Negotiating with jihadists?
To neutralise; to render harmless. When it comes to killing Muslim terrorists, people could just as easily be talking about pest control. The impression is that the perpetrators are beyond all generally prevailing standards and that as a result, international law does not need to be applied in efforts to eradicate them.
The War on Terror, waged in precisely such an unfettered manner on both a psychological and legal level, has failed militarily on most fronts. This also weakens the interpretive power of the Western definition of the absolute enemy. From the point of view of populations in Africa and Asia, jihadists – who frequently present themselves in the garb that their religion demands, but are less motivated by the faith itself – are often not raging fanatics, but combatants with goals and interests. And where these people are to be found, a window opens: to seek dialogue, to negotiate where possible.
The Afghan government recently made the Taliban an offer of far-reaching talks: recognition as a political party, prisoner release. After 17 years of war, a third of Afghans are again living under Taliban rule today. Keeping them at arms' length from the 2001/02 Petersburg talks on the future of the country is now seen as a momentous error.
In the Sahel states, Brussels, Paris and Washington continue to invest in the military option alone. When France intervened in Mali in 2013, the comparison with Afghanistan ("Sahelistan") still appeared absurd, but after five years of international intervention, Mali is marked by a complex grid of violence. Barely a day goes by without attacks, most of them aimed at foreign troops (12,000 UN soldiers, including 1,000 German and 1,000 French special forces).
Cautiously open to dialogue
The Malian peace process only includes non-Islamist militias, in particular the Tuareg rebels who initially triggered the crisis. The approach to their intermittent jihadist allies is: don't talk to them, just liquidate them. For Mali, this distinction between partner and enemy has always been imposed from outside. Many regard the Tuareg separatists as the greater evil: after all, they caused so much mayhem in northern Mali that successive religious occupiers were initially welcomed as a force for peace and order.
From 2014, a number of key figures in Mali began lobbying for a dialogue with the jihadists. The calls gained more traction as attempts to militarily vanquish jihadism failed. Furthermore, this attitude is today more evidently domestic than in previous years; the Malian people took less umbrage at the Western liquidation strategy, as long as those killed were foreigners.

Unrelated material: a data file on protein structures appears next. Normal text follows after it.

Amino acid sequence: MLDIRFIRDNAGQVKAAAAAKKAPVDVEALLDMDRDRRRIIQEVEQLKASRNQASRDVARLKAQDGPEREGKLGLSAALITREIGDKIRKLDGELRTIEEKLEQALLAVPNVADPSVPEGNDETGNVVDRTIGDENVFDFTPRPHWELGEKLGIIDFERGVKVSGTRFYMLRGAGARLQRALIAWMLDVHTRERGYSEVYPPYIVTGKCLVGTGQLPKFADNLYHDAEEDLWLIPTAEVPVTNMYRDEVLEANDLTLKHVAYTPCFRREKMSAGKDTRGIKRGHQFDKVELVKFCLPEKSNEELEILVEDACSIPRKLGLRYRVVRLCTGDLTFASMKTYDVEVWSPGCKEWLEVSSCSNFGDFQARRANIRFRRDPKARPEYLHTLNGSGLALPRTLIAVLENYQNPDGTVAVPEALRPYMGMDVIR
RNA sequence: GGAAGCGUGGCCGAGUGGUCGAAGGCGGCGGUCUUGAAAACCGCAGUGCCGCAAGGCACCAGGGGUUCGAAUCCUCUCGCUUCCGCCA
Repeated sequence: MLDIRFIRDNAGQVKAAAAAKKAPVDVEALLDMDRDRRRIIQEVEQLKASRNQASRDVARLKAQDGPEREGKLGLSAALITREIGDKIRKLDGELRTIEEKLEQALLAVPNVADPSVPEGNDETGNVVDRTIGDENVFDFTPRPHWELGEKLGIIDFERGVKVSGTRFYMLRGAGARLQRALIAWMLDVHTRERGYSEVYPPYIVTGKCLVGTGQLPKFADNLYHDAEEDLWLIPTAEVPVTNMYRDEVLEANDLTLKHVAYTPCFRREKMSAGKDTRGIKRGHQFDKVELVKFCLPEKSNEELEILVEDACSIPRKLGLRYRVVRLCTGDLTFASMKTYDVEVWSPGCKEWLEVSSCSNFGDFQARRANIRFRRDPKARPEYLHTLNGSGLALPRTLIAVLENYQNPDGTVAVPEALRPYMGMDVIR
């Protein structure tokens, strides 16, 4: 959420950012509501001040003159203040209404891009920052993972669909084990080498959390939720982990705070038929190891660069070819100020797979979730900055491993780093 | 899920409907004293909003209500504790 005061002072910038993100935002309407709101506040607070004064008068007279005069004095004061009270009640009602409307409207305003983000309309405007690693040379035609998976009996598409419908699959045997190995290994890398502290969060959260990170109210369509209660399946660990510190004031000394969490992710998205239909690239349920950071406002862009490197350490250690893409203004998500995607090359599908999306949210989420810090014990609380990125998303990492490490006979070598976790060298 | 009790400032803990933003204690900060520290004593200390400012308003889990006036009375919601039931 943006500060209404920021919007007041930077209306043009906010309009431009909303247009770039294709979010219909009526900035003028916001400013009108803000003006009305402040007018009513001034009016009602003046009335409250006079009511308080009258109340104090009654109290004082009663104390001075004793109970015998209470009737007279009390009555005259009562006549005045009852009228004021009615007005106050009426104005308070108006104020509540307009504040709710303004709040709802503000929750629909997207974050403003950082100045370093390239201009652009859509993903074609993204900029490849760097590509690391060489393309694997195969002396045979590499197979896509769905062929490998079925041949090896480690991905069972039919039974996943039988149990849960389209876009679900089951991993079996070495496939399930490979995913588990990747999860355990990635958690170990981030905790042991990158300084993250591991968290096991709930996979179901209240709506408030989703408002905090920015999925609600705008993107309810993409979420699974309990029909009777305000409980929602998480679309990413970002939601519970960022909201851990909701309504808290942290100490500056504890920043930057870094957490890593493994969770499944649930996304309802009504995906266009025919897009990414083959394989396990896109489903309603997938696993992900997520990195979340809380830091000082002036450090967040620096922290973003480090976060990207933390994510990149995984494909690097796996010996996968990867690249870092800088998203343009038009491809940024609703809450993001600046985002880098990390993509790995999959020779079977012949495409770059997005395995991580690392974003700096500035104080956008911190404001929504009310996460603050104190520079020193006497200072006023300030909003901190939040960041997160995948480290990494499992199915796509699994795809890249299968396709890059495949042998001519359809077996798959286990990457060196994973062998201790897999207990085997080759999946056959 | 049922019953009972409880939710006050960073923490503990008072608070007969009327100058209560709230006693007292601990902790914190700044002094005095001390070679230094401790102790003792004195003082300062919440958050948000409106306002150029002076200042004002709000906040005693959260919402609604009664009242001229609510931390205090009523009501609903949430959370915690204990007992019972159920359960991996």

Now two well-known actors are putting their heads above the parapet: in central Mali the preacher Amadou Koufa and in the north the Tuareg leader Iyad Ag Ghali – the latter the personification of the fluid dividing line between rebellion, terror, the drugs trade and al-Qaida in the Maghreb. Both leaders have indicated a cautious willingness to enter into dialogue. And despite all the crimes that have been committed, many Malians still feel a certain sense of respect. "We can't throw these people in the river. We need a political solution," says the politician Tiebile Drame.When last year the 900 participants of a "Conference of National Understanding" also called for an attempt at dialogue, President Ibrahim Boubacar Keïta had his reconciliation minister announce: "Mali is ready to negotiate with all its sons." Just a few days later, he withdrew his offer under pressure from France. On a visit to Mali, the foreign minister at the time Jean-Marc Ayrault said categorically that in the fight against terrorism, there was "only one way, not two" and the Malian President promised obedience.
"It was shocking to see how limited our room for manoeuver is," says opposition member and ex-foreign minister Sy Kadiatou Sow. "Mali is de facto under guardianship. But we must have the courage to debate what's good for us, for our nation," she says. The politician is known as a champion of women's rights; no one is suggesting she has any sympathy for a radicalised Islam.
Both the northern Irish IRA and Palestine’s PLO were previously regarded as ultra-terrorists with whom talks would never be possible. The extent of the crimes committed should not be a barrier to engagement, writes Jonathan Powell in his book "Terrorists at the Table". Tony Blair's former chief of staff, an expert in international conflict mediation, proposed talks with al-Qaida 10 years ago.
Nevertheless, the idea still persists that no rational dialogue can take place with jihadists because these are religious fanatics with crazy Caliphate fantasies, without regard for current local social circumstances. Yet this hardly applies to Africa.
Jihadism in reaction to state despotism and social injustice